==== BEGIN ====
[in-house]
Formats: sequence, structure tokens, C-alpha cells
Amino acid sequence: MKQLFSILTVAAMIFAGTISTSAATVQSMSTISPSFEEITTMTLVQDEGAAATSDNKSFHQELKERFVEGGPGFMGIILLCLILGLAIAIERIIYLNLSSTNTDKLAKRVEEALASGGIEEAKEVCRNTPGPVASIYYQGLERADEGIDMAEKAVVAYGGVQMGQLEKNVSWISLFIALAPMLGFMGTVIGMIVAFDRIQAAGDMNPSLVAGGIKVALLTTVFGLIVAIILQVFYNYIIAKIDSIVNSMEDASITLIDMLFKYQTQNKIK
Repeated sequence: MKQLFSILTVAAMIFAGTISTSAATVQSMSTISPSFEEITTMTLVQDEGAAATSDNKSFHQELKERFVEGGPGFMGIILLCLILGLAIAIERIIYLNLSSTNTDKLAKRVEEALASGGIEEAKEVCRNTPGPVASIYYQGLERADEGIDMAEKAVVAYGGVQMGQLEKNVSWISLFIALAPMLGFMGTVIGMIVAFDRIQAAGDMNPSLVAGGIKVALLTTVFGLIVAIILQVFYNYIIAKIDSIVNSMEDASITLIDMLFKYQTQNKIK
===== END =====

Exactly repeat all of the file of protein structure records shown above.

[in-house]
Formats: sequence, structure tokens, C-alpha cells
Amino acid sequence: MKQLFSILTVAAMIFAGTISTSAATVQSMSTISPSFEEITTMTLVQDEGAAATSDNKSFHQELKERFVEGGPGFMGIILLCLILGLAIAIERIIYLNLSSTNTDKLAKRVEEALASGGIEEAKEVCRNTPGPVASIYYQGLERADEGIDMAEKAVVAYGGVQMGQLEKNVSWISLFIALAPMLGFMGTVIGMIVAFDRIQAAGDMNPSLVAGGIKVALLTTVFGLIVAIILQVFYNYIIAKIDSIVNSMEDASITLIDMLFKYQTQNKIK
Repeated sequence: MKQLFSILTVAAMIFAGTISTSAATVQSMSTISPSFEEITTMTLVQDEGAAATSDNKSFHQELKERFVEGGPGFMGIILLCLILGLAIAIERIIYLNLSSTNTDKLAKRVEEALASGGIEEAKEVCRNTPGPVASIYYQGLERADEGIDMAEKAVVAYGGVQMGQLEKNVSWISLFIALAPMLGFMGTVIGMIVAFDRIQAAGDMNPSLVAGGIKVALLTTVFGLIVAIILQVFYNYIIAKIDSIVNSMEDASITLIDMLFKYQTQNKIK